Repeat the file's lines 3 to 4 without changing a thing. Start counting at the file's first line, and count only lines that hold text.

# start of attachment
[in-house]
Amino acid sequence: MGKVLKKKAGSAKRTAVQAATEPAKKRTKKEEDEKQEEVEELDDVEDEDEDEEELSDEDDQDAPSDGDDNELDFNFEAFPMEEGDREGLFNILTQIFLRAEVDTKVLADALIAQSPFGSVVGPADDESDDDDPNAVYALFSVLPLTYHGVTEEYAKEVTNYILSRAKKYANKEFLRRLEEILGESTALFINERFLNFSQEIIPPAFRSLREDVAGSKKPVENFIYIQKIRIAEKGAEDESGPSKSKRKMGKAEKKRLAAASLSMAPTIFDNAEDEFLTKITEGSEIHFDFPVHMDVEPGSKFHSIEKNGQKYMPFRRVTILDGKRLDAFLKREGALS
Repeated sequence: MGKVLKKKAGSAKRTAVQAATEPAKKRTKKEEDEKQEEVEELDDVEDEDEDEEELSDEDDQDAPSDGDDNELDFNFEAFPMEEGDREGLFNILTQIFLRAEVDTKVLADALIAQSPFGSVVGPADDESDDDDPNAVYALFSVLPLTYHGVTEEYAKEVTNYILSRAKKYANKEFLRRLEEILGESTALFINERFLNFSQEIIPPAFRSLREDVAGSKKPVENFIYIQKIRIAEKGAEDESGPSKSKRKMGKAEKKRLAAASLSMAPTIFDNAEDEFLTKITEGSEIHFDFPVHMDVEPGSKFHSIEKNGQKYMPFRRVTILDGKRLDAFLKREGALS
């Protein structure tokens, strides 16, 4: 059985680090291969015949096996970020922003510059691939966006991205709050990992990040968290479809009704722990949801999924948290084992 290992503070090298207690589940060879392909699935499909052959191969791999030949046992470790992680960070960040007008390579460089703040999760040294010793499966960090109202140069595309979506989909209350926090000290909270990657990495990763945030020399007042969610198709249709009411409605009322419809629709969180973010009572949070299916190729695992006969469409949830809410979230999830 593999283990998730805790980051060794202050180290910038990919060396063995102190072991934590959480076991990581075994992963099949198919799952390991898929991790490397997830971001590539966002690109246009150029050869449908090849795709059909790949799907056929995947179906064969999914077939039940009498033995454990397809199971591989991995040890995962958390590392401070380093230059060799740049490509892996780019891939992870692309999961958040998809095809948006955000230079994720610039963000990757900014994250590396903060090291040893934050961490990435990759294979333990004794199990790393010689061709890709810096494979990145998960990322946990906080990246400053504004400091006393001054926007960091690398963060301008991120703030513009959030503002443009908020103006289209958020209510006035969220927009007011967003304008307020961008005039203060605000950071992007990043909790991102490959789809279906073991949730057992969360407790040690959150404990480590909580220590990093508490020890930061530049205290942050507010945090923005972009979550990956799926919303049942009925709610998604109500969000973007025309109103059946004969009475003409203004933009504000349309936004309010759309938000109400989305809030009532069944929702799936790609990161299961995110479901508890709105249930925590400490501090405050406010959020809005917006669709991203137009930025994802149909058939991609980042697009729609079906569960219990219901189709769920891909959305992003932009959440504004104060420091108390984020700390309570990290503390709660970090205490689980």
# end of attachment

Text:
Repeated sequence: MGKVLKKKAGSAKRTAVQAATEPAKKRTKKEEDEKQEEVEELDDVEDEDEDEEELSDEDDQDAPSDGDDNELDFNFEAFPMEEGDREGLFNILTQIFLRAEVDTKVLADALIAQSPFGSVVGPADDESDDDDPNAVYALFSVLPLTYHGVTEEYAKEVTNYILSRAKKYANKEFLRRLEEILGESTALFINERFLNFSQEIIPPAFRSLREDVAGSKKPVENFIYIQKIRIAEKGAEDESGPSKSKRKMGKAEKKRLAAASLSMAPTIFDNAEDEFLTKITEGSEIHFDFPVHMDVEPGSKFHSIEKNGQKYMPFRRVTILDGKRLDAFLKREGALS
């Protein structure tokens, strides 16, 4: 059985680090291969015949096996970020922003510059691939966006991205709050990992990040968290479809009704722990949801999924948290084992 290992503070090298207690589940060879392909699935499909052959191969791999030949046992470790992680960070960040007008390579460089703040999760040294010793499966960090109202140069595309979506989909209350926090000290909270990657990495990763945030020399007042969610198709249709009411409605009322419809629709969180973010009572949070299916190729695992006969469409949830809410979230999830 593999283990998730805790980051060794202050180290910038990919060396063995102190072991934590959480076991990581075994992963099949198919799952390991898929991790490397997830971001590539966002690109246009150029050869449908090849795709059909790949799907056929995947179906064969999914077939039940009498033995454990397809199971591989991995040890995962958390590392401070380093230059060799740049490509892996780019891939992870692309999961958040998809095809948006955000230079994720610039963000990757900014994250590396903060090291040893934050961490990435990759294979333990004794199990790393010689061709890709810096494979990145998960990322946990906080990246400053504004400091006393001054926007960091690398963060301008991120703030513009959030503002443009908020103006289209958020209510006035969220927009007011967003304008307020961008005039203060605000950071992007990043909790991102490959789809279906073991949730057992969360407790040690959150404990480590909580220590990093508490020890930061530049205290942050507010945090923005972009979550990956799926919303049942009925709610998604109500969000973007025309109103059946004969009475003409203004933009504000349309936004309010759309938000109400989305809030009532069944929702799936790609990161299961995110479901508890709105249930925590400490501090405050406010959020809005917006669709991203137009930025994802149909058939991609980042697009729609079906569960219990219901189709769920891909959305992003932009959440504004104060420091108390984020700390309570990290503390709660970090205490689980």